RCT

VA Palo Alto

583

16 months

Health care costs or risk for hospitalization in top 5% of facility (calculated using risk score)56

Not described

Probably valid

Abbreviations: OBS = observational; SIPA = System of Integrated Care for Older Persons, HBPC = home-based primary care; PACE = Program of All-Inclusive Care for the Elderly; GRACE = Geriatric Resources for Assessment and Care of Elders; PIC = primary intensive care; PCP = primary care physician; FIT = Frailty Intervention Trial; GEM = geriatric evaluation and management; ED = emergency department; H-PACT = Homeless Patient Aligned Care Team; UCSF = University of California San Francisco; ImPACT = Intensive Management Patient Aligned Care Team; SMAF = Systeme de mesure de l'autonomie fonctionelle; RCT = Randomized Controlled Trial; ADL = activities of daily living; IADL = instrumental activities of daily living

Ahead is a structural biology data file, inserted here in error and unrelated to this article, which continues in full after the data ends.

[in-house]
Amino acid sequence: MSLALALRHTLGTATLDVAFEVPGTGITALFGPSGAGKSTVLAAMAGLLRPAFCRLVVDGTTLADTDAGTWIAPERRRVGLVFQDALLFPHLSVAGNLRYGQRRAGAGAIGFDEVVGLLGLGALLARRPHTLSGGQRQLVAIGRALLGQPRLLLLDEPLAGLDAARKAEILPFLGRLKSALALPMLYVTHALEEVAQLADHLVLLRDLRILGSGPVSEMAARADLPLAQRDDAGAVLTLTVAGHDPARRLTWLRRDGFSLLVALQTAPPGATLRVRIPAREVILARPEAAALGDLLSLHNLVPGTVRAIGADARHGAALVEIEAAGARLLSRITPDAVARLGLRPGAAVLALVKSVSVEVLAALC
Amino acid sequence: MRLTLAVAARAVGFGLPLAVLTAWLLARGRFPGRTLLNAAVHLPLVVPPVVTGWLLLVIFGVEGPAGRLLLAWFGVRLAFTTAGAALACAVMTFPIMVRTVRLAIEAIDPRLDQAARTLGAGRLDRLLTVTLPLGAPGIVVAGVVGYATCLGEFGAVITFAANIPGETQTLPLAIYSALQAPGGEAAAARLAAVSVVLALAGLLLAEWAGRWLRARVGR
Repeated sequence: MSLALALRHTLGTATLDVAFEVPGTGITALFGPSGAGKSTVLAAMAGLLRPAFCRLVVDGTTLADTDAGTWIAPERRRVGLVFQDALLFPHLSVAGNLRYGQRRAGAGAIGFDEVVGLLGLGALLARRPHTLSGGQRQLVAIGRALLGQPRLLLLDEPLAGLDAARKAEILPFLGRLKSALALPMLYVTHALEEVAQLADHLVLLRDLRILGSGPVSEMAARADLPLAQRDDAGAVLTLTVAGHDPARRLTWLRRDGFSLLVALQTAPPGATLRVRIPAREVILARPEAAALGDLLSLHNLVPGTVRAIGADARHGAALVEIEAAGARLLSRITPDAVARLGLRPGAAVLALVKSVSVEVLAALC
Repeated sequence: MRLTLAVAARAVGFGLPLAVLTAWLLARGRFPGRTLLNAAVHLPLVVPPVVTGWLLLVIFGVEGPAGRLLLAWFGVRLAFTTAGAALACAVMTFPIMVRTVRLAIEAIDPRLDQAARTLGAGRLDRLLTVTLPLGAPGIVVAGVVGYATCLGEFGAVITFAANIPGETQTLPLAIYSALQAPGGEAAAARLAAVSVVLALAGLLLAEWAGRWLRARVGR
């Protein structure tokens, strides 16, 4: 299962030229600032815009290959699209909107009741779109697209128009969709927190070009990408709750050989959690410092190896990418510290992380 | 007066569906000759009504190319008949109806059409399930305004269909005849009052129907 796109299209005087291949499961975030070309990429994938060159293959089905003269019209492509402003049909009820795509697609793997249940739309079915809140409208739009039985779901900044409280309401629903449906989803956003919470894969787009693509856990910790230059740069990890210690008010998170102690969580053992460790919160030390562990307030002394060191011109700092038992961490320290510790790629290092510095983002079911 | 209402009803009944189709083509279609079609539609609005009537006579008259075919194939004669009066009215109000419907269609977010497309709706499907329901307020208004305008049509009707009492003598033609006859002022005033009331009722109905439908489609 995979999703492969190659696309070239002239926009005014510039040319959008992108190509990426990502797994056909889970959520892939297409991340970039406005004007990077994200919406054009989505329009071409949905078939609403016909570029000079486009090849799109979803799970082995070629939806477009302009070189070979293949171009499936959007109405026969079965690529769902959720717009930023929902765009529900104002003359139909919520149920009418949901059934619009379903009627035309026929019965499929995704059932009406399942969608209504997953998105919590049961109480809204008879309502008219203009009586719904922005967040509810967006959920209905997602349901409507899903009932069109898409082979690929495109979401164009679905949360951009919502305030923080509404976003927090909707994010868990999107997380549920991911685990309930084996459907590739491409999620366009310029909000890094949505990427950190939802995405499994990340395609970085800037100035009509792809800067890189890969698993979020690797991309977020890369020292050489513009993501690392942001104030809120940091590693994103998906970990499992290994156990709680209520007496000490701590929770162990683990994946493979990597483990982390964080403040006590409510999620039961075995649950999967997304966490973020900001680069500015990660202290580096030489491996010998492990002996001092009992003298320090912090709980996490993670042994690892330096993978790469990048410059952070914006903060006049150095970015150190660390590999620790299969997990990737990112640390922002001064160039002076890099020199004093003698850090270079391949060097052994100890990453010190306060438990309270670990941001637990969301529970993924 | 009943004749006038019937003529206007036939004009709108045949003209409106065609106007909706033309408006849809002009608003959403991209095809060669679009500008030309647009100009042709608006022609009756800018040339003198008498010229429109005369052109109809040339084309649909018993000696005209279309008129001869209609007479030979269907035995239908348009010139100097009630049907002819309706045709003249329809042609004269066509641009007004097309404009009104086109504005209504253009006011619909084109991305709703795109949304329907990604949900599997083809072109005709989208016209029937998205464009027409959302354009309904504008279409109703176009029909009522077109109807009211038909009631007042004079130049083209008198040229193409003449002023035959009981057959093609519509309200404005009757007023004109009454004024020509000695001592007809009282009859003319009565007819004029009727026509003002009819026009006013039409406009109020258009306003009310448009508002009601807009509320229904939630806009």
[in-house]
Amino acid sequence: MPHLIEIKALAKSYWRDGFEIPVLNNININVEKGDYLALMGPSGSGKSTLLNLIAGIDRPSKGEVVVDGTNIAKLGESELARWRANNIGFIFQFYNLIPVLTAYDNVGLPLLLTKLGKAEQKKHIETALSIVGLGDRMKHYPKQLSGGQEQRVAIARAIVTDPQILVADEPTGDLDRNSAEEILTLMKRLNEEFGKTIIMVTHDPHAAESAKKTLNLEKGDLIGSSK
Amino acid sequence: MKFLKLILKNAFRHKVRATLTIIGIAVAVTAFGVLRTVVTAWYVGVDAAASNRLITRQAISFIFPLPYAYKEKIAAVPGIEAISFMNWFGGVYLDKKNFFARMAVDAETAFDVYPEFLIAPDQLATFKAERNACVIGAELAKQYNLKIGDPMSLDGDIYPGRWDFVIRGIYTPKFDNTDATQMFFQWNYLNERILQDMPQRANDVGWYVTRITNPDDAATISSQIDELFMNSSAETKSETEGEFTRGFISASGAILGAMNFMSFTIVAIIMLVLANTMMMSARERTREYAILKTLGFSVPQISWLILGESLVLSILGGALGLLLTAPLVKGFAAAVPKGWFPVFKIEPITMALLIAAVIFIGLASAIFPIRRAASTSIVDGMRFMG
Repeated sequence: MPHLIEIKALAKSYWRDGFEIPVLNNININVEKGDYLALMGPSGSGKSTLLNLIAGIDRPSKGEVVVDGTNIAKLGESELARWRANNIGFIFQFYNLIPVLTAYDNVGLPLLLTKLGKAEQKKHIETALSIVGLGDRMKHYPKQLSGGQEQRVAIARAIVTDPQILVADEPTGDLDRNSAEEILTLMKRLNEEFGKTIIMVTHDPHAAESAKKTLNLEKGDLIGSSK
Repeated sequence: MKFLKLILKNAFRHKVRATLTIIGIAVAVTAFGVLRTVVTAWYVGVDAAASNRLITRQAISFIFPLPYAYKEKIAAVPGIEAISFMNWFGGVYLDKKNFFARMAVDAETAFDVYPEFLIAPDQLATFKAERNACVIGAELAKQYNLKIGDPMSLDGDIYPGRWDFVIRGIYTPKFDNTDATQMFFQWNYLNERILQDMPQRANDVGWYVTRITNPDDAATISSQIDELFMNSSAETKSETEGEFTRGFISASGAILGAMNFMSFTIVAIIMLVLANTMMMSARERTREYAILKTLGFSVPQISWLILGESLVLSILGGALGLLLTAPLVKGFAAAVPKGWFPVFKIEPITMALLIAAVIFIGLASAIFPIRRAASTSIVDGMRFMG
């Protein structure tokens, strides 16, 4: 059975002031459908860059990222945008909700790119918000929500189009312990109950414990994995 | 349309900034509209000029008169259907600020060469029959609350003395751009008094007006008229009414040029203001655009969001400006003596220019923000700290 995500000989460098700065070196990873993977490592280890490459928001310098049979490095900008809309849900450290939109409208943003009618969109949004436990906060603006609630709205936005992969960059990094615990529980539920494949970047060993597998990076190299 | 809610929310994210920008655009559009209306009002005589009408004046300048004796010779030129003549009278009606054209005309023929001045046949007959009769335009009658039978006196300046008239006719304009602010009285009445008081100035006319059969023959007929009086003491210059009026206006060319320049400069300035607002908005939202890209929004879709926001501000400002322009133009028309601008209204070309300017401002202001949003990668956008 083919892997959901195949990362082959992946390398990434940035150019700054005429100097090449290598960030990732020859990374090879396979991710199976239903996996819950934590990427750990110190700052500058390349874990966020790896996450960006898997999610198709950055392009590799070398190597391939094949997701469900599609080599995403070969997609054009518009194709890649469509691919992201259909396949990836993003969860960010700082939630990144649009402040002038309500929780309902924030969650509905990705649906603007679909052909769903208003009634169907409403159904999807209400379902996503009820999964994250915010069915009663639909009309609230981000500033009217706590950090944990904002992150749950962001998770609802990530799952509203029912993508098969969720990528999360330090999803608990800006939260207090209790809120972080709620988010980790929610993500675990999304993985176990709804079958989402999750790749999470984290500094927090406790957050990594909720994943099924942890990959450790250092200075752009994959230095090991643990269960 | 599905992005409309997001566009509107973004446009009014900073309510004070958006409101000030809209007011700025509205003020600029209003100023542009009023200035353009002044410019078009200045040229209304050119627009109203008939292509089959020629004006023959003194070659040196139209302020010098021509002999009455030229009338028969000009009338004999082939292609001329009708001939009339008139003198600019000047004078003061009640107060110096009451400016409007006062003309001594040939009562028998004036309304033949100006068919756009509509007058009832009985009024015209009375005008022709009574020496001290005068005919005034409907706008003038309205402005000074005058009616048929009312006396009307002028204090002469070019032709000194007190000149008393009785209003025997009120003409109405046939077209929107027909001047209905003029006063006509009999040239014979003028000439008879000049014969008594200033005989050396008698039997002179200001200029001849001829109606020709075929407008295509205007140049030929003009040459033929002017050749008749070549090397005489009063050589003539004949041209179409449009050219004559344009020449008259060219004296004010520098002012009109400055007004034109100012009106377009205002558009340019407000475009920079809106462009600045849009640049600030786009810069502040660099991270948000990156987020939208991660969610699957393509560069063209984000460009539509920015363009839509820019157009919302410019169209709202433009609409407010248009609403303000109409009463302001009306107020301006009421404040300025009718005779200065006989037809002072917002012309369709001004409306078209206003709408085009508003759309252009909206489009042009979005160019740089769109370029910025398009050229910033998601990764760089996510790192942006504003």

*We converted DERP and Cochrane risk of bias (ROB) ratings to validity assessments as follows: ROB “Low” or DERP Good”-➔“Probably valid”; ROB “High” or DERP “Poor”-➔ “Not valid”; ROB “Unclear” or DERP “Fair”➔“Possibly valid”

Table 3

Intervention Characteristics (Stratified by Program Type)

Program

Key process elements

Home-based

 Edwards et al., 201745

 Hughes et al., 199036

 Hughes et al., 200037

 VA HBPC/HBHC

Hospital-based home care (HBHC) to “heavy care” patients (terminally ill and severely disabled), alternative to nursing home. Management inside and outside of hospital; integrated networks; 24-h contact; salaried physicians who designate a specific percentage of time

 Melin, 199538